If an observer is to simply see the world throughout their every day life they may encounter both beauty and ugliness. If a man is out on a photography trip, he may encounter both beauty and ugliness on his trip. If an observer goes to a gallery to view a painting or sculpture, he may only see beauty. The negative could be omitted in the relationship of a viewer observing a painting. I think this difference is very important. In reality, going about every day and viewing the world the negative and positive, the ugly and beautiful, the good and bad all exist and may very well be seen. But, in a painting, since the painter has already made a selective recreation based on his value judgments, he may have filtered out the ugly, so that only the beauty may be seen to the observer at a gallery. Now, the observer can have his value judgments act on the painting, but if the painting is already filtered one step from an existent towards being ugly, then the observer is viewing something that is already created towards being ugly.

In my earlier posts I had written about viewing paintings to become aware of similarities and also differences. Each painting has been filtered by the artist to either show beauty or ugliness. I think there is an important distinction between an individual living life and seeing beauty and ugliness throughout his life and then purposely perceiving something to be beautiful that has already been filtered by an artist in the form of an artwork.

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If an observer goes to a gallery to view a painting or sculpture, he may only see beauty.

How does this differ than seeing sadness in a painting? Sadness is based upon value judgments, but it is a subjective reaction related to your sense of life, right?

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If an observer goes to a gallery to view a painting or sculpture, he may only see beauty.

How does this differ than seeing sadness in a painting? Sadness is based upon value judgments, but it is a subjective reaction related to your sense of life, right?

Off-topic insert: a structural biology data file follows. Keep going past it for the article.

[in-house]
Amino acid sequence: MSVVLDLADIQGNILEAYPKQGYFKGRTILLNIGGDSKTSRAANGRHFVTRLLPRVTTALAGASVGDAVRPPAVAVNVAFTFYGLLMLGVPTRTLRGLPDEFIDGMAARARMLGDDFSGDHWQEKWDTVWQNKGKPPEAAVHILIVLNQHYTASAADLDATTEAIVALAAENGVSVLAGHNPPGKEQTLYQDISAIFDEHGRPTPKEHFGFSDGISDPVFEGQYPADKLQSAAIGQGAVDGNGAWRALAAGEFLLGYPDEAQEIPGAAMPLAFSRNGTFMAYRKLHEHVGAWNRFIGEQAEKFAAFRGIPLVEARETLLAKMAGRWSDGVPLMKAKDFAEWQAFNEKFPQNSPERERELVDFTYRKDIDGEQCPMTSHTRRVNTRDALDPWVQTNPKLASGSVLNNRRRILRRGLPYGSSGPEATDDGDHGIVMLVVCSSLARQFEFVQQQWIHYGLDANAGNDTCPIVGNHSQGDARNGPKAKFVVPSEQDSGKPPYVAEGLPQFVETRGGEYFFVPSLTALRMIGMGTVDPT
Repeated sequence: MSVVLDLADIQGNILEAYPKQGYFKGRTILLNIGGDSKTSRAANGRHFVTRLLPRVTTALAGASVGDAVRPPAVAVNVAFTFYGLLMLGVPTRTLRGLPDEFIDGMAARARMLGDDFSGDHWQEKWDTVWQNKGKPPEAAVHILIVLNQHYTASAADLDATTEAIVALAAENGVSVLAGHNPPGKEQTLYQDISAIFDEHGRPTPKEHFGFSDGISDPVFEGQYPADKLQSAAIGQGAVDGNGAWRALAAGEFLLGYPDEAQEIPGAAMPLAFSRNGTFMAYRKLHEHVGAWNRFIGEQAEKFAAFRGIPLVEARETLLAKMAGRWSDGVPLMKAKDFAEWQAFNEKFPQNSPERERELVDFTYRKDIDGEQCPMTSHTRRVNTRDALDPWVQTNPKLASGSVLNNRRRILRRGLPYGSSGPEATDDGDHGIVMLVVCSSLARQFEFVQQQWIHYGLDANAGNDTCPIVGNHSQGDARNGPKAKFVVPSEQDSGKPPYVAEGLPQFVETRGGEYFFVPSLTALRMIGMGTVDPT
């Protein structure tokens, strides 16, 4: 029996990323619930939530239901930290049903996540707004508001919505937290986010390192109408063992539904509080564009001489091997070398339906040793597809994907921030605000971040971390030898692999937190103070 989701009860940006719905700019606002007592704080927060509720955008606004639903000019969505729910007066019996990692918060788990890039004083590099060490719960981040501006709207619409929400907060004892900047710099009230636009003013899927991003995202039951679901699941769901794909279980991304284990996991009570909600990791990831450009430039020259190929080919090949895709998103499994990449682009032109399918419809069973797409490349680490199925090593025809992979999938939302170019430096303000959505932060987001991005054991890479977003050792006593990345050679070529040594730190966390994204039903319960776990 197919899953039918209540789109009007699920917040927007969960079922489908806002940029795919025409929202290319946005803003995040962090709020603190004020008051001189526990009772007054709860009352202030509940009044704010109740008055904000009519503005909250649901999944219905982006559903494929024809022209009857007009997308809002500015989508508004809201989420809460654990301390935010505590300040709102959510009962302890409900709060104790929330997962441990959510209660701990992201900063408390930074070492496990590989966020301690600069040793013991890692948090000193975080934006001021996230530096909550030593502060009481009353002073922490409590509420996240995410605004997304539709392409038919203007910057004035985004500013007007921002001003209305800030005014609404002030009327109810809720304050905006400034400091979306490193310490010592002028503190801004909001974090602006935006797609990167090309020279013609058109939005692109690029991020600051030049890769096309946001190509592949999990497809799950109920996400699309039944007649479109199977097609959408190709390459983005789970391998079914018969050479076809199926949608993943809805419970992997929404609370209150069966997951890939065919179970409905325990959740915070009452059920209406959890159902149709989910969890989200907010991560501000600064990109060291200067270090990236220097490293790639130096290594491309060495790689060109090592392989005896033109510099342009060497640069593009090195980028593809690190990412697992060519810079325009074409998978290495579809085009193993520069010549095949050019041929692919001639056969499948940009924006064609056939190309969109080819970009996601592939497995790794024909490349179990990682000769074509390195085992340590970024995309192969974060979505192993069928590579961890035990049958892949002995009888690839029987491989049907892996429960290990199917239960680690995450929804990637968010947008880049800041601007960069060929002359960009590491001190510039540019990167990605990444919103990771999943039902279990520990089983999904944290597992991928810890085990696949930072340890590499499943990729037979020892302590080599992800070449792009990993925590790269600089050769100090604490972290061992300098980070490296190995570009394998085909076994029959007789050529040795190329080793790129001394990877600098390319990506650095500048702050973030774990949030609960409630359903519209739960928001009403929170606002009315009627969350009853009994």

I think that beauty, unlike sadness which is an emotion (and being an emotion an effect of an individuals value judgments), is a sense that man has when viewing an object that is seen or created in an ideal, harmonious way according to the identity of the represented object.

As an example regarding a painting from the artist, Jenny Saville: The Fulcrum

I think she skillfully handled paint, but it is not representative of the ideal object's identity, which sets the standard. I think Saville used skill, and

and knowledge in paint handling, but she purposefully had chosen to take the subject matter of man and then include negatives to create a painting. Negatives to whom? To the ideal identity of man. I do think Saville is more concerned with creating a painting that shocks the viewer, rather than one that is intended to be beautiful. A painting does not have to be beautiful, and I think this painting is an example of just that. If an artist knows what subject matter he is choosing, he also knows what the ideal standard to create harmony is according to what he is representing. If you know this, you can purposefully aim to make something objectively ugly. Ugly to whom? Ugly to the viewer who understands what the ideal harmony is of the represented subject.

Edited by brianleepainter

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I think the good, the bad, the ugly, and the beautiful are objective as well. Having said this, I think that if an individual argues that beauty is subjective he is also consistent in going along with the good being subjective, and that morality cannot be based on objectivity.

Your notion of objectivity, as you described it earlier, was that two people could come to different objective judgments of what was beautiful or ugly, and both could be right. Therefore, the same two people could come to different objective judgments of what was moral, and both could be right, no?

How do you think your notion of objectivity squares with Rand's?

She wrote,

"Epistemologically, it is the recognition of the fact that a perceiver’s (man’s) consciousness must acquire knowledge of reality by certain means (reason) in accordance with certain rules (logic). This means that although reality is immutable and, in any given context, only one answer is true, the truth is not automatically available to a human consciousness..."

How can you hold the position that two people with differing views of what is beautiful can both be right if only "one answer is true"?

J

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Negatives to whom? To the ideal identity of man. I do think Saville is more concerned with creating a painting that shocks the viewer, rather than one that is intended to be beautiful.

Can you point out to me what necessarily makes that picture ugly?